Is your dog or cat pregnant? While your pet possesses strong maternal instincts, you do have an important role in helping her and her babies. Don’t worry, you don’t need a degree in veterinary medicine All it takes is a lot of patience, a few precautions, and this simple guide that covers most of the questions that pet owners ask.
What to feed your pregnant pet
Your dog and cat will probably start “looking pregnant” about three or four weeks after breeding. Basically, provide what you always have as a responsible pet owner: a comfortable and safe environment and lots of encouraging pats. Aside from that, you should also pay extra special care to your pet’s nutrition and exercise. A good quality commercial diet that’s complete and balanced is best. Ask your vet for recommendations. He may prescribe protein, vitamin and mineral supplements too.
Don’t overfeed your pet. A pregnant dog or cat only needs 15% to 20% more food than usual. Plus, that increase usually occurs in the last two or three weeks before delivery, when you should let your pet eat all she wants. (Ask your vet about this, too—your dog or cat may have special health conditions that require monitoring or dietary restrictions.)
However, pregnant pets do need to be fed smaller but more frequent meals, since the stomach is overcrowded by offspring. You may also want to be more vigilant about encouraging exercise. Some pets tend to get “lazy” but fat pets with poor muscle tone are more likely to have delivery complications than lean and active animals.
Preparing a box for the litter
A few weeks before your pet’s litter is due prepare a litter box and help her get used to it. You can place her favorite toy or blanket there. However, remember to remove the bedding before delivery.
The litter box should be large enough for your pet to stretch out full length, plus plenty of room to spare. You can repurpose a large and sturdy cardboard box or build a simple wooden box. Cut an entrance on one side so it’s easy for her to get in and out, but leave a 5 inch barrier so the puppies and kittens don’t stray until they’re ready (usually when their eyes are open and can get around safely alone).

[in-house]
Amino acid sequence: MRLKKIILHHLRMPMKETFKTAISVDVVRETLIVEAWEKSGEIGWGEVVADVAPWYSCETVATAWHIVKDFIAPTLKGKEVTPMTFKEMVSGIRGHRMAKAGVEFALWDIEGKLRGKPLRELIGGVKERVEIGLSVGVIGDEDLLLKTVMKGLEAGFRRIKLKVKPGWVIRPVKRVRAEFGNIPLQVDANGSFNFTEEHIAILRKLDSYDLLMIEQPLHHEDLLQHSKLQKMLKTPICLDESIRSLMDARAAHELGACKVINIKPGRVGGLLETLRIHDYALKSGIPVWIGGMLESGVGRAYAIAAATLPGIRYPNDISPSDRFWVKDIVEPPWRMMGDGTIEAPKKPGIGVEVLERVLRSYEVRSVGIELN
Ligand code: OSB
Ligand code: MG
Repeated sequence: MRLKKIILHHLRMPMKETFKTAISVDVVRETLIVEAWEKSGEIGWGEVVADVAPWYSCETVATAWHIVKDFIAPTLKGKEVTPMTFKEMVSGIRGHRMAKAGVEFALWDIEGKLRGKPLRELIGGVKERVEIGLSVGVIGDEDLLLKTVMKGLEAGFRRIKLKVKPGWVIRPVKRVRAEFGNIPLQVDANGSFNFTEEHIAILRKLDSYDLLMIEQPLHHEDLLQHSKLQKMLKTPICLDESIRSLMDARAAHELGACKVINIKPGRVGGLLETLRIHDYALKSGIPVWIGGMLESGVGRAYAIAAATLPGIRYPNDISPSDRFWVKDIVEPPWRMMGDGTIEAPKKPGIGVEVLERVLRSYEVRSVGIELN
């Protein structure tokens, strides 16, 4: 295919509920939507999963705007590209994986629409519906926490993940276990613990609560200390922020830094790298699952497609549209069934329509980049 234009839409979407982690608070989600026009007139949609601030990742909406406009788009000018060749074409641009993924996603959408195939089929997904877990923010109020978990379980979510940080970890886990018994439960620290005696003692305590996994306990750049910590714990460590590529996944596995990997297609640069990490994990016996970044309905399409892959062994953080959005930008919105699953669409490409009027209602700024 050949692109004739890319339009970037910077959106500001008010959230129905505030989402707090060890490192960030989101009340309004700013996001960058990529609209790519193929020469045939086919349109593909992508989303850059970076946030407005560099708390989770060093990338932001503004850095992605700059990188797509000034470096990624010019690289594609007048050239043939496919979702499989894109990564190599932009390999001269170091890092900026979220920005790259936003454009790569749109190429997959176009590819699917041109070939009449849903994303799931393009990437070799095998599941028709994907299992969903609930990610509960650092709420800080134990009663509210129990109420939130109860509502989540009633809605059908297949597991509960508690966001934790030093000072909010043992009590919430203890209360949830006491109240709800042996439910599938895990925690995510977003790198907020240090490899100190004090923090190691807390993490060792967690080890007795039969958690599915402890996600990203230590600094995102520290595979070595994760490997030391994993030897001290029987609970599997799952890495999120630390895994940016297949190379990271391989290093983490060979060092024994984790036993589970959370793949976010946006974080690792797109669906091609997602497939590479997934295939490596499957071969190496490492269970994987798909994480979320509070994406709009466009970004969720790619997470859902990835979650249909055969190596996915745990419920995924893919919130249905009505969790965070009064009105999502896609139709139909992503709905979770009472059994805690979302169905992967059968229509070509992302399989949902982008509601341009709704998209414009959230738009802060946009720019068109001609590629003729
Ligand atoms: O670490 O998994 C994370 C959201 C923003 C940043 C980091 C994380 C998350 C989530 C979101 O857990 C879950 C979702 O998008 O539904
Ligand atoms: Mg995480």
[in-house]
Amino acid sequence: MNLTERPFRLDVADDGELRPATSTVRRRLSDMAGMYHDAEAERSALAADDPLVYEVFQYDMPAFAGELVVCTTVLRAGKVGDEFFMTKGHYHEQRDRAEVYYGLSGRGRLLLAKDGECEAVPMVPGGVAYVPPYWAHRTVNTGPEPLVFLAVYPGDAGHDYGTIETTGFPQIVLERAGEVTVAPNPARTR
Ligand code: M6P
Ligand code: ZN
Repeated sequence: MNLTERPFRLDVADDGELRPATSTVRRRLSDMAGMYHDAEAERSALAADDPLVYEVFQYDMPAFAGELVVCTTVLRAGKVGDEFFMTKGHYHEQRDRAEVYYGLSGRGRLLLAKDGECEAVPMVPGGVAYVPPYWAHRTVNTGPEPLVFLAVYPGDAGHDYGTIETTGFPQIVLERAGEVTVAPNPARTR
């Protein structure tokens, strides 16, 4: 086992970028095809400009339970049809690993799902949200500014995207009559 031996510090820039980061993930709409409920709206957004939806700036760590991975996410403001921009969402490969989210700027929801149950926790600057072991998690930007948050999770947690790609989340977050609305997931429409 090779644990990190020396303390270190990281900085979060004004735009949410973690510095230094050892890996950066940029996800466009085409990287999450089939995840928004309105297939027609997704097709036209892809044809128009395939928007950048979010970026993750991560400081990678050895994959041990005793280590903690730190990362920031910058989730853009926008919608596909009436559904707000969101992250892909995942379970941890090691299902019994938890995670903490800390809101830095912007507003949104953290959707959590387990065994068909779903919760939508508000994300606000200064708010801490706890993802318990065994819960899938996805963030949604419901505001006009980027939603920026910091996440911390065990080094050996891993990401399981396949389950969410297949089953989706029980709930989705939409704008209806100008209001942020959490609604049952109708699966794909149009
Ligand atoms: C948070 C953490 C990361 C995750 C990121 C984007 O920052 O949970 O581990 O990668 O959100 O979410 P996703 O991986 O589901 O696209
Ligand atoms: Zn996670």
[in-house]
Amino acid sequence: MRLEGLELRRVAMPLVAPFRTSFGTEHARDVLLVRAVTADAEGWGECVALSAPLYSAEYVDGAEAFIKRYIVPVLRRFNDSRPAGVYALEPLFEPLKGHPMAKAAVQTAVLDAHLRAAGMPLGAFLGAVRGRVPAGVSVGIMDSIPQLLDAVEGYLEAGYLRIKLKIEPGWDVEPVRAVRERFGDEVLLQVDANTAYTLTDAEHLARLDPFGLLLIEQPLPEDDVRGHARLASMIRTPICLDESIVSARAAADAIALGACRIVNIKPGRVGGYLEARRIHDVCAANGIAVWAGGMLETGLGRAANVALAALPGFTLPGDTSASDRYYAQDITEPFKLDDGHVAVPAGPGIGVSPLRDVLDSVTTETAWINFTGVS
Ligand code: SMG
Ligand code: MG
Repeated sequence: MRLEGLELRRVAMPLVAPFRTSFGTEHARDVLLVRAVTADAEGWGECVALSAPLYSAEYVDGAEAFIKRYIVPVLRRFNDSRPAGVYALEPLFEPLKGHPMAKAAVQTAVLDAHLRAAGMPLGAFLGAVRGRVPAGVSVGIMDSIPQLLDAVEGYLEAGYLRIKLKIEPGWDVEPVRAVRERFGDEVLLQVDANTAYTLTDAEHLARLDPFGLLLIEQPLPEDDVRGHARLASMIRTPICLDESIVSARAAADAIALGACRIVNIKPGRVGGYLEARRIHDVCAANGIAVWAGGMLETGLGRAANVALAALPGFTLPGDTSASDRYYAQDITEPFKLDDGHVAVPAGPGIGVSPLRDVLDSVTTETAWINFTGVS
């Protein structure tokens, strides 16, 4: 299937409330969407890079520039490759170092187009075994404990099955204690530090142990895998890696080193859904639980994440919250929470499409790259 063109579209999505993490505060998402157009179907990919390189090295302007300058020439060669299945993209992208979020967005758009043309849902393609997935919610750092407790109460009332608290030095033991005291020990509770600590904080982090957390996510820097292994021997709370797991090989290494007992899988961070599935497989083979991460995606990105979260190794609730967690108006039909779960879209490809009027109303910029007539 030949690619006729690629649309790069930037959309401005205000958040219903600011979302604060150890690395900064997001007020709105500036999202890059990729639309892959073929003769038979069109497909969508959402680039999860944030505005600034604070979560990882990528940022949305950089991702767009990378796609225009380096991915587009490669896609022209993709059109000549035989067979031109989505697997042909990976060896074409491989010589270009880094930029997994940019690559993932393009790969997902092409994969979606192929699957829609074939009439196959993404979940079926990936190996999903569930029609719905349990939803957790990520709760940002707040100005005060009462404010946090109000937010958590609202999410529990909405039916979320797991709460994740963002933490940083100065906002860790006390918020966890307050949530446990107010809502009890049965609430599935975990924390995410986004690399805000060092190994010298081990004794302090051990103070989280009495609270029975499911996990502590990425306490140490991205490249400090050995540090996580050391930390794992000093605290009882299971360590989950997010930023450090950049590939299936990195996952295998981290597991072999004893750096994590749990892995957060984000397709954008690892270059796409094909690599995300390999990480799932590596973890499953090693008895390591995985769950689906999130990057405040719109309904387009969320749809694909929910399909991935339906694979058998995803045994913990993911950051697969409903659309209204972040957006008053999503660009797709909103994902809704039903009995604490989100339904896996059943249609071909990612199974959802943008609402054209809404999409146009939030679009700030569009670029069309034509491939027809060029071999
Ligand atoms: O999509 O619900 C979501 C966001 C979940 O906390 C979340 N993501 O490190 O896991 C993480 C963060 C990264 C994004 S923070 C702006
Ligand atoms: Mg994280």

You can cut a piece of indoor or outdoor carpeting for bedding. Make an extra one so you can switch when it’s time to clean. It helps to put shredded newspapers on top of the carpet but take extra care that no pups can get hidden under the papers. Don’t use old blankets or towels since newborns can easily get entangled and suffocate.
Straw and sawdust are also dangerous because these can irritate the eyes and can be ingested by curious puppies and kittens.
Choosing a place for the litter box
Keep the box in a warm area that’s free of drafts, noise, and household traffic. Your pet will feel extra anxious and protective of her young and will hide the litter if she feels that they are under danger. You may also place the litter box in your pet’s usual “corner” if it fits the above requirements.
Waiting for delivery day
As the big day approaches keep close watch over your pet to make sure that she doesn’t disappear. Cats, for example, often tend to look for a dark and secluded corner like in the attic or basement.
Cats tend to get very restless and will wander aimlessly around the house or scratch their beds. Dogs will lie on their sides for a long time and start “nesting” by tearing up newspapers, sofa pillows, etc. Many pets lose their appetite. When labor begins animals will begin to pant, usually in time with the contractions.
Click here to find out more about how to help your pet through labor.
Photo from catlitterboxesonline.com